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The end of the Ponting era?

So Australia’s dominant World Cup Era is over, and we’ve been shafted from the tournament in the quarter-finals by hosts and favourites India. But what does this really mean for Australian cricket? Is this the final nail in the coffin for this dominant group? If not, should it be? And most importantly, where does this leave skipper Ricky Ponting, who’s fighting hundred gave the side a chance? Is this his end……

So if you’ve been following the World Cup (all three of you), y0u would know that India and Pakistan are in to the semi-finals, with South Africa, New Zealand, Sri Lanka and England still to play their quarter-finals. But really, with the Aussies put out of their misery overnight, does anyone reading this now care? The main issue for us is what this tournament can do for Australian cricket.

Firstly, the dominant era of Australian cricket has been and gone. If the home Ashes loss wasn’t enough, this World Cup display is. Whilst some people remained hopeful of a resurgence after Australia’s impressive series win over South Africa in 2009, the home and away Ashes losses, and sparodic successes since have finally shown that there needs to be a line drawn in the sand, and we need to move on. In saying that, there is no reason Australia should not be going into each series from now on expecting and believing they can win, but at the same time there needs to be a common sense approach (laughable I know for Cricket Australia), to how we move on. This approach starts with the captain.

In my opinion, Ricky needs to be given a tip. He has been a great servant to the game, a ‘good’ captain, and most importantly the best Australian batsman of this era. He has every right to decide when he should leave the game, but by the same token, he needs to put his ego aside and leave realtively close to the top. Effectively he has won and lost everything in the game and has nothing more to prove to anyone. Aside from that, it is the best time for Australian cricket to let him go. It may involve Michael Clarke becoming captain (shudder!), but if that is the case then so be it.

A World Cup seems to be the perfect place to end a career, providing the longest possible time for re-growth and ensuring we can go as close as possible to wining, if not win, the World Cup on home soil. I think this tournament, his great hundred in against India aside, showed us why he needs to leave now and not let his ego get the better of him, possibly ruining what has been a masterful career. Warnie showed the way to leave best, leaving when he probably could have battled on for a little while, but on his terms and on the back of ticking all the boxes in his career, including winning back the Ashes. Ponting has already done this, and should he leave now he will be remembered partly as the person who lost back-to-back Ashes for the first time in a long time, but mainly as the best Australian batsman since Allan Border, or possibly even Greg Chappell.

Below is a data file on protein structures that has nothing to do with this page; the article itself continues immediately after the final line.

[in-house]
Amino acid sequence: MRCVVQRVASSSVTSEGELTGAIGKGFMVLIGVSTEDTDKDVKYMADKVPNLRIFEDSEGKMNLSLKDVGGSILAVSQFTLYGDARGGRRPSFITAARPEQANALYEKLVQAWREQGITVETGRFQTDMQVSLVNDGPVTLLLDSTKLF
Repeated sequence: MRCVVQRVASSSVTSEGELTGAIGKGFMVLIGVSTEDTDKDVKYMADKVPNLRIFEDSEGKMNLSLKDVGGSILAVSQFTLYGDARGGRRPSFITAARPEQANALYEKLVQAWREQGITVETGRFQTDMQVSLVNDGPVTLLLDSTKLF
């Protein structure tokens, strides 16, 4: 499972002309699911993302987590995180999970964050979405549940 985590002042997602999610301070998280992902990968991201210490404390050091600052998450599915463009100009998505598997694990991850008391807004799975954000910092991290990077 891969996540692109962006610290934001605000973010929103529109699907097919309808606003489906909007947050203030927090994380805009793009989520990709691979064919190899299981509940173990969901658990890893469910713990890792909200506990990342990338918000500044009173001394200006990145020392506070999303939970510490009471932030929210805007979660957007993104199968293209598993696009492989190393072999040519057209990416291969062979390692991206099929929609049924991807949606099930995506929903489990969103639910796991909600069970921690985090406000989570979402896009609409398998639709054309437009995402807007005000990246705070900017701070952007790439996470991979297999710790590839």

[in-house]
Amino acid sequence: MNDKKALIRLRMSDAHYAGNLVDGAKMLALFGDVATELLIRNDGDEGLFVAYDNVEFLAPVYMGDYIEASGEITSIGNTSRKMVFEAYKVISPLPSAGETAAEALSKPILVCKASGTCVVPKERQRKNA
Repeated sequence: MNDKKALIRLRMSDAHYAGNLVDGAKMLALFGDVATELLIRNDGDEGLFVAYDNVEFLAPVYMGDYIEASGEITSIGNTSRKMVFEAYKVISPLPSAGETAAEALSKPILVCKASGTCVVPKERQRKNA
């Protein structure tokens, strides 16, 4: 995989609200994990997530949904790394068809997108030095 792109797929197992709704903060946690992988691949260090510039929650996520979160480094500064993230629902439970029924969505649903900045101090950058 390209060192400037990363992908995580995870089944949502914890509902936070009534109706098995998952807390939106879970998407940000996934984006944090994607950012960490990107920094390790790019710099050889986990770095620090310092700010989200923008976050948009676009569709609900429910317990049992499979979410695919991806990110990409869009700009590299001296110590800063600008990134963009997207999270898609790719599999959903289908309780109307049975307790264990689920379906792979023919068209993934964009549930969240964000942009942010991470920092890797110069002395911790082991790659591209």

Whilst his performances this World Cup were ok, it was his leadership and temper which show where he is at the most. With the failures in the home summer, this World Cup was Ponting’s last real chance at redemption. Whilst the incident alledgedly involving his box and at TV after being run-out against Zimbabwe showed how much the situation was getting to him, it was the on-field blow-up with Steve Smith which clearly showed the world that the end is nigh for Punter. If he was in the right mindset, and the Aussies were doing well, that incident would have been lightly laughed off, and Ponting throw the ball up in celebration with a smile on his face. Instead he was left scowling at a youngster, a look which left a bitter taste throughout mouths across Australia (even if nobody was watching it live!).

If Australia uses this next Australia A tour to South Africa and Zimbabwe correctly, then we can have a successful team with a real leader within months, but if they let an angry and resentful Ponting lead the country until he’s won back everything he lost, we’re in for a long stretch of off-spinners and slow left arm spinners who average more than 5o in Shield cricket.

And that is The Final Word.

So thats what I think, but let us know what you think. Should Ponting go, or was his century against India enough to keep him around for a little while longer? Leave a comment below, email us at whosplayingwho@gmail.com, or leave a post on our Facebook page – www.facebook.com/whosplayingwho.

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